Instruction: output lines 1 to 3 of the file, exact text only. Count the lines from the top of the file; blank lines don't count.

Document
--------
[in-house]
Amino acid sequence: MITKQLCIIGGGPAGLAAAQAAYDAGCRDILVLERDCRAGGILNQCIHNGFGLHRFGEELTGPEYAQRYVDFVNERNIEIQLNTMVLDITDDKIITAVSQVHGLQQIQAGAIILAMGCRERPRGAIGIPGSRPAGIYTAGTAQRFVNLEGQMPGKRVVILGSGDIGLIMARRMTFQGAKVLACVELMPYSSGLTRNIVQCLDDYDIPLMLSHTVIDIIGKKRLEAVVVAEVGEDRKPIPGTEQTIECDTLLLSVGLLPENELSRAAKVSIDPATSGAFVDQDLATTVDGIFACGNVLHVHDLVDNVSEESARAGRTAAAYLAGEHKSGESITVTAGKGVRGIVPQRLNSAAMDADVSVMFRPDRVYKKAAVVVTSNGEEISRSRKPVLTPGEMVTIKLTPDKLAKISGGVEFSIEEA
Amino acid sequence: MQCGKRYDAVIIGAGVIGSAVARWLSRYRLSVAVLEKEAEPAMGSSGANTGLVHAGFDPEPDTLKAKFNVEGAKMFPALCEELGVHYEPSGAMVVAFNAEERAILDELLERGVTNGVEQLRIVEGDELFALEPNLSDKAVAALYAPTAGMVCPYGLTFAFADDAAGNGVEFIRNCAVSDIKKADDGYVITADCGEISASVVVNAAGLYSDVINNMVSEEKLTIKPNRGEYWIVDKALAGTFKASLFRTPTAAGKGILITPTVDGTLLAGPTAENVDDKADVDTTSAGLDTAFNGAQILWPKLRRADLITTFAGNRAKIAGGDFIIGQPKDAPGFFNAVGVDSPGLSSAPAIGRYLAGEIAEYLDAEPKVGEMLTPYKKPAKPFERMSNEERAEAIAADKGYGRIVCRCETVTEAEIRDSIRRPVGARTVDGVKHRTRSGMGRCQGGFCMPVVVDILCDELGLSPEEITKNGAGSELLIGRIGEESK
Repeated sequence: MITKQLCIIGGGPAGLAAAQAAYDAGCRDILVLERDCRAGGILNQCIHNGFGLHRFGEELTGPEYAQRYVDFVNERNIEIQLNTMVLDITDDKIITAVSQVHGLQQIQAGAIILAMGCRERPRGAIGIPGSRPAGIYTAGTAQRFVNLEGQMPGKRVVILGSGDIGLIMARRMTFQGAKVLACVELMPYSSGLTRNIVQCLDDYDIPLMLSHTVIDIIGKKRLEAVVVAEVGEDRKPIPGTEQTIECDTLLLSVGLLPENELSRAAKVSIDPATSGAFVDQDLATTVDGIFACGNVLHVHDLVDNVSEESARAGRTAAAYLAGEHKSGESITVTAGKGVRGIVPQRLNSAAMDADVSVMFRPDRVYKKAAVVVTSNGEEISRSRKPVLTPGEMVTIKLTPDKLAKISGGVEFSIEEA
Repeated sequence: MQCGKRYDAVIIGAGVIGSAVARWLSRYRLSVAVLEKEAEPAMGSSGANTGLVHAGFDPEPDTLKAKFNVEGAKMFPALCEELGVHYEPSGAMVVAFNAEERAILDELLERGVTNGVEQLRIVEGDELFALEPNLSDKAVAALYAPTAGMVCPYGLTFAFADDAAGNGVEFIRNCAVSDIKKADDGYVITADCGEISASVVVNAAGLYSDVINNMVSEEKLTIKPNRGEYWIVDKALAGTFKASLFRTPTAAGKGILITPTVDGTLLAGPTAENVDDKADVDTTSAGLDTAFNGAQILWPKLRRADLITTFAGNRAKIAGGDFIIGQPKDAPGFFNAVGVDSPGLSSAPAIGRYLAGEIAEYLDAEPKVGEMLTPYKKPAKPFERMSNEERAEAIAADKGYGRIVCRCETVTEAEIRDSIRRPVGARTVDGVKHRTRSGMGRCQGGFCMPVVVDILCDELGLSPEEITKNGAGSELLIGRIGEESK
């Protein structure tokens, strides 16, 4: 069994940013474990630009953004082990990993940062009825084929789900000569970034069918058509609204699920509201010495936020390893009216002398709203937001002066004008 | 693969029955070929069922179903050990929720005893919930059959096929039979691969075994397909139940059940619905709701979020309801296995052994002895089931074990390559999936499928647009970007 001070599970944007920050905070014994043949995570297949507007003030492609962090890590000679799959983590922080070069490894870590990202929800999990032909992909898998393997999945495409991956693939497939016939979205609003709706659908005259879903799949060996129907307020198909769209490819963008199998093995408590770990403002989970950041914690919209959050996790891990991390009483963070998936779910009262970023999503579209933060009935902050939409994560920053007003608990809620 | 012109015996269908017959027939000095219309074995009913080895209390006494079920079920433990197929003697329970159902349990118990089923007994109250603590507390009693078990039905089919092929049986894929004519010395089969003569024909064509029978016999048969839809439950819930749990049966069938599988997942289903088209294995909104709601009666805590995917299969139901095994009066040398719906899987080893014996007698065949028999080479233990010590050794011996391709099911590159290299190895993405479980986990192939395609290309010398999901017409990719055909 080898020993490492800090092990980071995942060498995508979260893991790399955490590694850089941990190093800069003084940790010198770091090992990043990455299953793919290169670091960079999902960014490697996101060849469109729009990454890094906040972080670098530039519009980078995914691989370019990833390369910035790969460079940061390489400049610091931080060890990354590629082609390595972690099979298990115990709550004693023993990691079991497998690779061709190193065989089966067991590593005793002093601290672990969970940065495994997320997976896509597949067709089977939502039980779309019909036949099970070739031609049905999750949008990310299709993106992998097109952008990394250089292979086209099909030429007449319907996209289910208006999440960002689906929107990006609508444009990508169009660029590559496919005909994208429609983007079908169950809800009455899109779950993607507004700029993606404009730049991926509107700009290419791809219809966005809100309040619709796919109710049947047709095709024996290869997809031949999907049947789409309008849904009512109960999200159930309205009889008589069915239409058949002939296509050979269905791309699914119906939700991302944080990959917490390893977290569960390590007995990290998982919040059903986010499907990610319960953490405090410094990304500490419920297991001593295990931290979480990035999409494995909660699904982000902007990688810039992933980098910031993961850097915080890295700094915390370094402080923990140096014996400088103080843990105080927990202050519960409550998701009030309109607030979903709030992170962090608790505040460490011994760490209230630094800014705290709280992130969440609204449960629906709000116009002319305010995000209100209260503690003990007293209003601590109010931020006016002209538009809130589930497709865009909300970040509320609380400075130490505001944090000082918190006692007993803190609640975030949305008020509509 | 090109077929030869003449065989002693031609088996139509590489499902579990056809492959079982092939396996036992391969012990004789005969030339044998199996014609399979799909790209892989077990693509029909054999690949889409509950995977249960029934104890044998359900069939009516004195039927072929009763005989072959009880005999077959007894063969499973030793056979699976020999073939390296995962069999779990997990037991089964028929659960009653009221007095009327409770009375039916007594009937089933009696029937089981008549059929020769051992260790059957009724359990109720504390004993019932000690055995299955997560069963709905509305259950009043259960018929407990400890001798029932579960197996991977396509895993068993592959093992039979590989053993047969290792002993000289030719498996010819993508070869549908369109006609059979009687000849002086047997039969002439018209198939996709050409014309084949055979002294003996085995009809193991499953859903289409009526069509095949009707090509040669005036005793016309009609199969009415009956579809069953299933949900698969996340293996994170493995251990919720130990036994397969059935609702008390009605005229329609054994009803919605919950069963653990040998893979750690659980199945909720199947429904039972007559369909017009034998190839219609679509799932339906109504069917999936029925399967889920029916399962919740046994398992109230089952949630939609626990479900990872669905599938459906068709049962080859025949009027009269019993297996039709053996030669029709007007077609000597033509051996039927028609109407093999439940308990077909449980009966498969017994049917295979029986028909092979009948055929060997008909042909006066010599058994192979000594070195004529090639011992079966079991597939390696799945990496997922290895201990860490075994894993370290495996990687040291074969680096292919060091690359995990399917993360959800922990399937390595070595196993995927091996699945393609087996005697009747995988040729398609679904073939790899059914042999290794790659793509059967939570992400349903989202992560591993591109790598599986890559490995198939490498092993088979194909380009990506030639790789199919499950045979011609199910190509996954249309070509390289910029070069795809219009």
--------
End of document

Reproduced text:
[in-house]
Amino acid sequence: MITKQLCIIGGGPAGLAAAQAAYDAGCRDILVLERDCRAGGILNQCIHNGFGLHRFGEELTGPEYAQRYVDFVNERNIEIQLNTMVLDITDDKIITAVSQVHGLQQIQAGAIILAMGCRERPRGAIGIPGSRPAGIYTAGTAQRFVNLEGQMPGKRVVILGSGDIGLIMARRMTFQGAKVLACVELMPYSSGLTRNIVQCLDDYDIPLMLSHTVIDIIGKKRLEAVVVAEVGEDRKPIPGTEQTIECDTLLLSVGLLPENELSRAAKVSIDPATSGAFVDQDLATTVDGIFACGNVLHVHDLVDNVSEESARAGRTAAAYLAGEHKSGESITVTAGKGVRGIVPQRLNSAAMDADVSVMFRPDRVYKKAAVVVTSNGEEISRSRKPVLTPGEMVTIKLTPDKLAKISGGVEFSIEEA
Amino acid sequence: MQCGKRYDAVIIGAGVIGSAVARWLSRYRLSVAVLEKEAEPAMGSSGANTGLVHAGFDPEPDTLKAKFNVEGAKMFPALCEELGVHYEPSGAMVVAFNAEERAILDELLERGVTNGVEQLRIVEGDELFALEPNLSDKAVAALYAPTAGMVCPYGLTFAFADDAAGNGVEFIRNCAVSDIKKADDGYVITADCGEISASVVVNAAGLYSDVINNMVSEEKLTIKPNRGEYWIVDKALAGTFKASLFRTPTAAGKGILITPTVDGTLLAGPTAENVDDKADVDTTSAGLDTAFNGAQILWPKLRRADLITTFAGNRAKIAGGDFIIGQPKDAPGFFNAVGVDSPGLSSAPAIGRYLAGEIAEYLDAEPKVGEMLTPYKKPAKPFERMSNEERAEAIAADKGYGRIVCRCETVTEAEIRDSIRRPVGARTVDGVKHRTRSGMGRCQGGFCMPVVVDILCDELGLSPEEITKNGAGSELLIGRIGEESK